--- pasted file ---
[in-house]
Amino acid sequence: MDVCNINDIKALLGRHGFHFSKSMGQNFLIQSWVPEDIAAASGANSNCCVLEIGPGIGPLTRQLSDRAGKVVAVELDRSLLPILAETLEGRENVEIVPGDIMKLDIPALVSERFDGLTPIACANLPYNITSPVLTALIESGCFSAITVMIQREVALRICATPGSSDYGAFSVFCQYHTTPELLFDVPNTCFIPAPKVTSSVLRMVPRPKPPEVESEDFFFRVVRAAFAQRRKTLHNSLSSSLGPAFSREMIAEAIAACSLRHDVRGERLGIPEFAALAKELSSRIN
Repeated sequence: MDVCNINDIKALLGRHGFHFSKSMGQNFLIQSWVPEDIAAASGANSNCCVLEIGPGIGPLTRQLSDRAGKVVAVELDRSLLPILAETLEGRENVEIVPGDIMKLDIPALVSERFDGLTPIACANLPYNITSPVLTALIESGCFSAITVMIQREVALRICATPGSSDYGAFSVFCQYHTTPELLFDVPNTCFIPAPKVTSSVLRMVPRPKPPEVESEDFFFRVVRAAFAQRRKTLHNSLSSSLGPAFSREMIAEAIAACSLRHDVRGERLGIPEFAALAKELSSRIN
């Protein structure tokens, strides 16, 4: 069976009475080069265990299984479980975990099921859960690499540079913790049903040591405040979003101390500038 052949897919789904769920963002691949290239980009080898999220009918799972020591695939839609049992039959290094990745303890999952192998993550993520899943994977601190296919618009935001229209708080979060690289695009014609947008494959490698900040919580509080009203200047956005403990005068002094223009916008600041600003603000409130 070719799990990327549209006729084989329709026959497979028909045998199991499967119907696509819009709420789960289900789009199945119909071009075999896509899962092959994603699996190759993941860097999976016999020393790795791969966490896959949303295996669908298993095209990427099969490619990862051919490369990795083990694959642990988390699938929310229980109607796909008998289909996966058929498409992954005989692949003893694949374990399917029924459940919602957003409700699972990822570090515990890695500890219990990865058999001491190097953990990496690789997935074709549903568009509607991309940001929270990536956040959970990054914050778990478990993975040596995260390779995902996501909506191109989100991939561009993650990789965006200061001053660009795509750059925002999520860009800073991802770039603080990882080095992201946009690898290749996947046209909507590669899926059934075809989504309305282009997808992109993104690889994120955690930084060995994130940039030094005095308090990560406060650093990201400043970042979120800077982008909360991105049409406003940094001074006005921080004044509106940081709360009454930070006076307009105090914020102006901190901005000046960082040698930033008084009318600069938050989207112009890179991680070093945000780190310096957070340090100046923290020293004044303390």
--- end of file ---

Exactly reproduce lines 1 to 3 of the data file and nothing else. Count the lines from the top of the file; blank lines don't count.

[in-house]
Amino acid sequence: MDVCNINDIKALLGRHGFHFSKSMGQNFLIQSWVPEDIAAASGANSNCCVLEIGPGIGPLTRQLSDRAGKVVAVELDRSLLPILAETLEGRENVEIVPGDIMKLDIPALVSERFDGLTPIACANLPYNITSPVLTALIESGCFSAITVMIQREVALRICATPGSSDYGAFSVFCQYHTTPELLFDVPNTCFIPAPKVTSSVLRMVPRPKPPEVESEDFFFRVVRAAFAQRRKTLHNSLSSSLGPAFSREMIAEAIAACSLRHDVRGERLGIPEFAALAKELSSRIN
Repeated sequence: MDVCNINDIKALLGRHGFHFSKSMGQNFLIQSWVPEDIAAASGANSNCCVLEIGPGIGPLTRQLSDRAGKVVAVELDRSLLPILAETLEGRENVEIVPGDIMKLDIPALVSERFDGLTPIACANLPYNITSPVLTALIESGCFSAITVMIQREVALRICATPGSSDYGAFSVFCQYHTTPELLFDVPNTCFIPAPKVTSSVLRMVPRPKPPEVESEDFFFRVVRAAFAQRRKTLHNSLSSSLGPAFSREMIAEAIAACSLRHDVRGERLGIPEFAALAKELSSRIN